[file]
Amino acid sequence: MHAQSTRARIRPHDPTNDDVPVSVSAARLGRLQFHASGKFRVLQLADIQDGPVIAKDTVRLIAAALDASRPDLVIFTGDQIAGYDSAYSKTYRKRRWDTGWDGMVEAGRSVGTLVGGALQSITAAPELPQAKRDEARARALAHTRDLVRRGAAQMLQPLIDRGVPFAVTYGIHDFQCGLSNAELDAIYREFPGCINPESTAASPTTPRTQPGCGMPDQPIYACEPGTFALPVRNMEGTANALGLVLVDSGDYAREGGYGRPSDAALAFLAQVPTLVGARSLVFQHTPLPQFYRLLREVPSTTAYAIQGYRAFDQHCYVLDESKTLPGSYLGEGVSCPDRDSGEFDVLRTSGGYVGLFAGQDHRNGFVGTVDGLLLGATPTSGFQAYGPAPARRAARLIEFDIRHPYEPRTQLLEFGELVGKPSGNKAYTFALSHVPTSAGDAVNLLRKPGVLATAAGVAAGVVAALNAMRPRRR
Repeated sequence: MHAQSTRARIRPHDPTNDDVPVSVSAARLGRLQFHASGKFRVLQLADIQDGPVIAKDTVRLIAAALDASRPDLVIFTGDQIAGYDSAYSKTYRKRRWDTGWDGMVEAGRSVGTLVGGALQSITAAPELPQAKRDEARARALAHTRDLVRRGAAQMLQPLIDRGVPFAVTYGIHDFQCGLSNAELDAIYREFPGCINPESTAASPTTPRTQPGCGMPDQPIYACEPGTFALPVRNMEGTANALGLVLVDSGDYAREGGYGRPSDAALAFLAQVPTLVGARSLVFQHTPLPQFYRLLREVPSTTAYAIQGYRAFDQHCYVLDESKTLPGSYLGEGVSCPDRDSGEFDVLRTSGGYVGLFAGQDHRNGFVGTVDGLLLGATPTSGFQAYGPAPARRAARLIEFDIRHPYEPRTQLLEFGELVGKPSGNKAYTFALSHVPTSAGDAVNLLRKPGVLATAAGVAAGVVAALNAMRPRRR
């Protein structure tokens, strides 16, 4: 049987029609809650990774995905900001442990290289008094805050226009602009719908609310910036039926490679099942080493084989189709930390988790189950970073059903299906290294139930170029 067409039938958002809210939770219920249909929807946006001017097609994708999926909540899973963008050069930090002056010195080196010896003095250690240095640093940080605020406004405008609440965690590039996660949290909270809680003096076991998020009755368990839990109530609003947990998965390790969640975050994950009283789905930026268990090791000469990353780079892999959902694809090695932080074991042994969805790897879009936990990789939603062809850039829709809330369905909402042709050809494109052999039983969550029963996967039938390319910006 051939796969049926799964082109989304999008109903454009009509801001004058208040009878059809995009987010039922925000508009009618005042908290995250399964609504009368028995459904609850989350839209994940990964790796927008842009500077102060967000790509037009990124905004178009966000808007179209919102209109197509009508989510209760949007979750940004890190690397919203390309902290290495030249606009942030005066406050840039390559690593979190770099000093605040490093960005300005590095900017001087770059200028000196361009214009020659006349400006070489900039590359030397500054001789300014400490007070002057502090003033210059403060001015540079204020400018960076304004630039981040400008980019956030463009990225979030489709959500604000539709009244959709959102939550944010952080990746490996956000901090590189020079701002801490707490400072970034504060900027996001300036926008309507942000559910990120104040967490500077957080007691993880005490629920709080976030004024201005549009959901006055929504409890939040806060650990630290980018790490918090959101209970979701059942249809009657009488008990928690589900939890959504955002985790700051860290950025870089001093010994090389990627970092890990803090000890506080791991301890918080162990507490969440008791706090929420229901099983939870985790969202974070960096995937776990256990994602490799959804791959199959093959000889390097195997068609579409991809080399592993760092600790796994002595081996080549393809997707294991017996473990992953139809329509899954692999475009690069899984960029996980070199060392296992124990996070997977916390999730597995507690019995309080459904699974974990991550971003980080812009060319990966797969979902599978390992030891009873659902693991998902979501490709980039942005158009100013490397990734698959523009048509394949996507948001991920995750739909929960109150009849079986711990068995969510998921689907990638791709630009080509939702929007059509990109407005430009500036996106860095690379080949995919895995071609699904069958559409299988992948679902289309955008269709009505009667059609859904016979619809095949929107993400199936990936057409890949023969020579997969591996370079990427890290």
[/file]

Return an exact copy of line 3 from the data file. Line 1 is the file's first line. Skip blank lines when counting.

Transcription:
């Protein structure tokens, strides 16, 4: 049987029609809650990774995905900001442990290289008094805050226009602009719908609310910036039926490679099942080493084989189709930390988790189950970073059903299906290294139930170029 067409039938958002809210939770219920249909929807946006001017097609994708999926909540899973963008050069930090002056010195080196010896003095250690240095640093940080605020406004405008609440965690590039996660949290909270809680003096076991998020009755368990839990109530609003947990998965390790969640975050994950009283789905930026268990090791000469990353780079892999959902694809090695932080074991042994969805790897879009936990990789939603062809850039829709809330369905909402042709050809494109052999039983969550029963996967039938390319910006 051939796969049926799964082109989304999008109903454009009509801001004058208040009878059809995009987010039922925000508009009618005042908290995250399964609504009368028995459904609850989350839209994940990964790796927008842009500077102060967000790509037009990124905004178009966000808007179209919102209109197509009508989510209760949007979750940004890190690397919203390309902290290495030249606009942030005066406050840039390559690593979190770099000093605040490093960005300005590095900017001087770059200028000196361009214009020659006349400006070489900039590359030397500054001789300014400490007070002057502090003033210059403060001015540079204020400018960076304004630039981040400008980019956030463009990225979030489709959500604000539709009244959709959102939550944010952080990746490996956000901090590189020079701002801490707490400072970034504060900027996001300036926008309507942000559910990120104040967490500077957080007691993880005490629920709080976030004024201005549009959901006055929504409890939040806060650990630290980018790490918090959101209970979701059942249809009657009488008990928690589900939890959504955002985790700051860290950025870089001093010994090389990627970092890990803090000890506080791991301890918080162990507490969440008791706090929420229901099983939870985790969202974070960096995937776990256990994602490799959804791959199959093959000889390097195997068609579409991809080399592993760092600790796994002595081996080549393809997707294991017996473990992953139809329509899954692999475009690069899984960029996980070199060392296992124990996070997977916390999730597995507690019995309080459904699974974990991550971003980080812009060319990966797969979902599978390992030891009873659902693991998902979501490709980039942005158009100013490397990734698959523009048509394949996507948001991920995750739909929960109150009849079986711990068995969510998921689907990638791709630009080509939702929007059509990109407005430009500036996106860095690379080949995919895995071609699904069958559409299988992948679902289309955008269709009505009667059609859904016979619809095949929107993400199936990936057409890949023969020579997969591996370079990427890290």